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Wednesday, 14 January 2015 00:00

Government Assistance With Employment Costs

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Over the years there have been many Government Grants and schemes aimed at helping small businesses but these have sometimes been difficult to claim or not available to all.  

Not so with the Employment allowance launched in April 2014.

All businesses who have at least one member of staff on the payroll can claim an allowance to reduce their employers National Insurance Contributions (NICS) by £2,000 per annum and claiming this could not be easier.

A claim is made through the running of your payroll and you will pay no Employers NIC’s until you have used an amount of £2,000 as an allowance. This serves to reduce your PAYE payment to HMRC.

You are not made to wait a long time to claim this, if you have Employers NICS of £2,000 or more a month, you will receive the full £2,000 allowance in the first month of the tax year.

If you are a small business and you have an annual Employers liability of £2,000 or less you will simply pay no Employers NIC at all.

This is a real help to small businesses already employing staff and a great incentive to newer businesses thinking about taking on a first member of staff.

Employing staff is a big decision for a small business but this simple scheme offers genuine financial assistance and is something all small business owners should be aware of.

Related items

  • HMRC Vows To Crack Down On Use Of Freelance Jobs
    In relation to staff used for freelance jobs, a specialist HMRC team will target employers suspected of avoiding national insurance.

    HMRC has announced it is to form a specialist team to examine working practices at organisations that use staff for freelance jobs to fill what amount to full-time roles.

    Employers that persistently use office-based freelance workers to cover what would otherwise be full-time positions avoid offering individuals any of the associated benefits of full-time employment, such as sick pay, pensions and maternity leave, as well as avoiding employer national insurance contributions (NICs).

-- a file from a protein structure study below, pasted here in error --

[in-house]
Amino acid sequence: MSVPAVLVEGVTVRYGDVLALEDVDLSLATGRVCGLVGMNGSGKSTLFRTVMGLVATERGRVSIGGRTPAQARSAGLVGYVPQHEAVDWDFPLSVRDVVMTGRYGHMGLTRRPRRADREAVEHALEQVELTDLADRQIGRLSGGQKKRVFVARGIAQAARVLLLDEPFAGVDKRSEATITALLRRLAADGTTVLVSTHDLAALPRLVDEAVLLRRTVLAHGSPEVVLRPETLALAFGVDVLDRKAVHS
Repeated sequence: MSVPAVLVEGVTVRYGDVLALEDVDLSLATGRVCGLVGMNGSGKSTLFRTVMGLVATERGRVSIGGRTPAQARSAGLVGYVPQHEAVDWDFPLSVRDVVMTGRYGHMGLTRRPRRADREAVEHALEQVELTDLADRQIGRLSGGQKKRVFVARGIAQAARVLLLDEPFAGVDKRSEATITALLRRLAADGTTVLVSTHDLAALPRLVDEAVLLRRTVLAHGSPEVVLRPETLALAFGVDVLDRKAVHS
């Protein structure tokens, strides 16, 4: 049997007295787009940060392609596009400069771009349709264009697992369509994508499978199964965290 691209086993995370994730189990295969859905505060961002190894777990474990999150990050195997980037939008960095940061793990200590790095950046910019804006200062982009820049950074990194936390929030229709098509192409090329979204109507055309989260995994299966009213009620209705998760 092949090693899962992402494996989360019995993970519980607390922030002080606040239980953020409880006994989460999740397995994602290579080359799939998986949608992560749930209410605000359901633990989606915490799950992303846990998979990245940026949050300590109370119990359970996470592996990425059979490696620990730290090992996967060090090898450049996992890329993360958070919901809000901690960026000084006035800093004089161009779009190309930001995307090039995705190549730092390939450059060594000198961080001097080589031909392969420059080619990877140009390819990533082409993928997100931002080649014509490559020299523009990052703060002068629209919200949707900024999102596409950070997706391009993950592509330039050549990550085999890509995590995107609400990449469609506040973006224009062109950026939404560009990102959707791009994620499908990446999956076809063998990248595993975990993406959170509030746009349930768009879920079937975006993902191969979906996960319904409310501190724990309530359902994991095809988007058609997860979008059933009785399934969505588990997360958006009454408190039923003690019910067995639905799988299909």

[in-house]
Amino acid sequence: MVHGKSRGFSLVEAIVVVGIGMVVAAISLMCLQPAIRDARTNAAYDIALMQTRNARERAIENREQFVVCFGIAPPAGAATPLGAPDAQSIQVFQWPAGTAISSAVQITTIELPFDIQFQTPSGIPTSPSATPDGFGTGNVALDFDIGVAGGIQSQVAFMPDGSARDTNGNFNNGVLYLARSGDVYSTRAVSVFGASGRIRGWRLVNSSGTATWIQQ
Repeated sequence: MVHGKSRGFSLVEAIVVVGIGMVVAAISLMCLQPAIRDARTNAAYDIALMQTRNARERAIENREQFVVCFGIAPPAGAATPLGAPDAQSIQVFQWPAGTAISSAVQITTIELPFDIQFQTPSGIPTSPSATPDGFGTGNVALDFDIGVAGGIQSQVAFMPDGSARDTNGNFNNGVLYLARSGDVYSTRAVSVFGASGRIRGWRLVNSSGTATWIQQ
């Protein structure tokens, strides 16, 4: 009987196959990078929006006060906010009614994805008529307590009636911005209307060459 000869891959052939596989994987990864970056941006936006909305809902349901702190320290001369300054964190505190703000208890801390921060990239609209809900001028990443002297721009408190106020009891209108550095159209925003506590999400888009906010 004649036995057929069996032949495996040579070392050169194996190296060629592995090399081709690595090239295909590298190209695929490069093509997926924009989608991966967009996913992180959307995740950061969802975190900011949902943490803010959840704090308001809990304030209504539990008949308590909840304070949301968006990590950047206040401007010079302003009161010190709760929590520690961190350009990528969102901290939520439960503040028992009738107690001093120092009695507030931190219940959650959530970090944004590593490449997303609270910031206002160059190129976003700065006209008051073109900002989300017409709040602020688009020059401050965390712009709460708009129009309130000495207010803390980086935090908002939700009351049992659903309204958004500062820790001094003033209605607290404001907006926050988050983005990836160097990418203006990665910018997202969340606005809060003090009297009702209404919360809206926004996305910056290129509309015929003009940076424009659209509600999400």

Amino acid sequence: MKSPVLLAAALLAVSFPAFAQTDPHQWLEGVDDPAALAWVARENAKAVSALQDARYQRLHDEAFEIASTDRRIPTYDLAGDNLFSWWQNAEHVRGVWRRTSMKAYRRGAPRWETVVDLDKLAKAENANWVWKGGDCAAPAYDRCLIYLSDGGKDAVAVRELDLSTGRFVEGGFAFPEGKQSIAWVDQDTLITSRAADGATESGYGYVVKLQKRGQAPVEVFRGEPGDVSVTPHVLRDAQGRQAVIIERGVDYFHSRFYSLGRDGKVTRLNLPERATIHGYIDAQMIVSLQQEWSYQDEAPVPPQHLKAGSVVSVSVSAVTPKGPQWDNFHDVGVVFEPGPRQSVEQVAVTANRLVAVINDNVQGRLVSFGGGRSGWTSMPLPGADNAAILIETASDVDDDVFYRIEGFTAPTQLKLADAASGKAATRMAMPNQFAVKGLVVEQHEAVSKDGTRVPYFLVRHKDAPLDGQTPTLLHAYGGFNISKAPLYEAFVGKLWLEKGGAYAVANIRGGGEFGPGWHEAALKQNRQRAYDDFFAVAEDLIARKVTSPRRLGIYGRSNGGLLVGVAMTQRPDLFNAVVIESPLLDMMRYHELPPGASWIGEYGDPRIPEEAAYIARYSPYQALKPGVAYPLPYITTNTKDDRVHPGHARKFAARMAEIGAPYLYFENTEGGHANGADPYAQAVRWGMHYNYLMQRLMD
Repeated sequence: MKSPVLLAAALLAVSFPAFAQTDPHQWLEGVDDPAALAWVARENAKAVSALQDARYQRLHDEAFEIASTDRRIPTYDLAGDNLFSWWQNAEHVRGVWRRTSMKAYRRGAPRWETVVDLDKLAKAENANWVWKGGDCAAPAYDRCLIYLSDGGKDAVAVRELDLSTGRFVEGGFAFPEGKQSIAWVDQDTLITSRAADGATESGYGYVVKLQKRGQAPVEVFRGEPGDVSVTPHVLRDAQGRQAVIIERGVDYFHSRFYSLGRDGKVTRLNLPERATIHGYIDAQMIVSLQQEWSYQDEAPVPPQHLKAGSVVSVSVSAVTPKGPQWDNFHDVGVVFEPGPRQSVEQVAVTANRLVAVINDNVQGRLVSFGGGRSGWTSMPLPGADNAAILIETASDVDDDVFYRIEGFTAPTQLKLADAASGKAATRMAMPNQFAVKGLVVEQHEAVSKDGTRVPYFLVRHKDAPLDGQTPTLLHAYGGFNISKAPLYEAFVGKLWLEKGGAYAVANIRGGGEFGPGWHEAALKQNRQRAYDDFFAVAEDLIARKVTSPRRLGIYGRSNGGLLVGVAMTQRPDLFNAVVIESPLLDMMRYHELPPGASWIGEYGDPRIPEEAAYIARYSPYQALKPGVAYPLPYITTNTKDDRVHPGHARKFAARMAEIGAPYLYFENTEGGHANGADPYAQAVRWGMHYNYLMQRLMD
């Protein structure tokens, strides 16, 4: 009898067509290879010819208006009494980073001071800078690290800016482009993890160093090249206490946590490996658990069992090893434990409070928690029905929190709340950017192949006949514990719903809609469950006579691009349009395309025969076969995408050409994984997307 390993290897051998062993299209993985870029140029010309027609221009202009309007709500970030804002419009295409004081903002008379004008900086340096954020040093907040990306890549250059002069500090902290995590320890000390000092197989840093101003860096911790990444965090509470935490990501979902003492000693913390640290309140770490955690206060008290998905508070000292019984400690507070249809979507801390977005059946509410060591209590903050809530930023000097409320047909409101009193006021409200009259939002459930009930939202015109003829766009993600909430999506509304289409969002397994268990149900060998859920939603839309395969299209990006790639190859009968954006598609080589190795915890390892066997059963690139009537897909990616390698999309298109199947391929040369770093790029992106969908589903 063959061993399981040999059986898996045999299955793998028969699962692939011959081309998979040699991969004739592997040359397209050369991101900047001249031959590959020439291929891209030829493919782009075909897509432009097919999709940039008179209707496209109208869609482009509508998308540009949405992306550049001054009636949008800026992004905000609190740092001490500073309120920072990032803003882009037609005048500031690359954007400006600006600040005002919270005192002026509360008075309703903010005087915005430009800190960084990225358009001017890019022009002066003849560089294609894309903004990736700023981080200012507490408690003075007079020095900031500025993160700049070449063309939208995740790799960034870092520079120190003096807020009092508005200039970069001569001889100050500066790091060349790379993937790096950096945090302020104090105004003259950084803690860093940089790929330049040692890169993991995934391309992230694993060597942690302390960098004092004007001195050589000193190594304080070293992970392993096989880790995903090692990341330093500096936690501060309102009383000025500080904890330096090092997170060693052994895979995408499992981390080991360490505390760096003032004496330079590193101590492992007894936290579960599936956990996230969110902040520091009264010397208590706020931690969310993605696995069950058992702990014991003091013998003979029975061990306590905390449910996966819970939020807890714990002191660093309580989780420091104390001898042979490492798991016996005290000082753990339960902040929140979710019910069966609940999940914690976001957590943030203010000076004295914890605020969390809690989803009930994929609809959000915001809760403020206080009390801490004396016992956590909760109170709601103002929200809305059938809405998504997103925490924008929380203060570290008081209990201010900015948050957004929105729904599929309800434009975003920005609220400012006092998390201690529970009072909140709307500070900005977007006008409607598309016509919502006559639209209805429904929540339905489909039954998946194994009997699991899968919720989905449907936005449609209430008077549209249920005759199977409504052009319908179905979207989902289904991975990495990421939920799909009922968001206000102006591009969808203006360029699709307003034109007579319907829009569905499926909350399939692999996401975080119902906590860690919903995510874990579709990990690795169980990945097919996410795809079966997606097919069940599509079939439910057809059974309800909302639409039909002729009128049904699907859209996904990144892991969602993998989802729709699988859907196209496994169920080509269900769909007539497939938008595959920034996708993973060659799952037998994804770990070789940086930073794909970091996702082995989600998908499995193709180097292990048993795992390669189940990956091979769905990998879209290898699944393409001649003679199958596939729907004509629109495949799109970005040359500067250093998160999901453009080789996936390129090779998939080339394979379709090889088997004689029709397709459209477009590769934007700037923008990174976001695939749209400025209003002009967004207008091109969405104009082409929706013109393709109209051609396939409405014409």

If an organisation is found by HMRC to be in breach of existing laws, it could be fined up to 100% of the tax owed. The Treasury said it is currently owed more than £300m in lost national insurance contributions.

    It is unclear how widespread the practice is.  The crackdown comes at a time when HMRC is taking a renewed interest in the use of ‘umbrella companies’ to pay staff, and other unusual working arrangements that circumvent NICs and other taxes.

    Taxi-hailing app Uber and food delivery service Deliveroo are also legal cases over the status of their workers, who are currently classed as self-employed, with a tribunal decision on Uber’s case that has just come in as can be seen here:

    Uber's Employment Tribunal, on October 28th, ruled that two drivers who provide services to  Uber are 'workers' within the meaning of the Employment Rights Act 1996.

    This means they will be entitled to a limited number of employment rights .  Amongst other rights, they will be entitled to:-

    • 5.6 weeks' paid annual leave each year
    • a maximum 48 hour average working week, and rest breaks
    • the national minimum wage (and the national living wage)
    • protection of the whistleblowing legislation.

    As they are not employees, they will not be entitled to:-

    • the ability to claim unfair dismissal
    • the right to a statutory redundancy payment
    • the benefit of the implied term of trust and confidence
    • the protection of TUPE, if Uber sells its business

    I’m sure the verdict will be appealed and no doubt it is fact specific but be aware if you are taking on people under similar circumstances.

    Prime minister Theresa May recently announced a review of workers’ rights, amid concerns that almost half a million workers in the UK could be wrongly classed as self-employed. The review will look at whether the national living wage is being undermined, and what changes in legislation may need to be implemented as a result.

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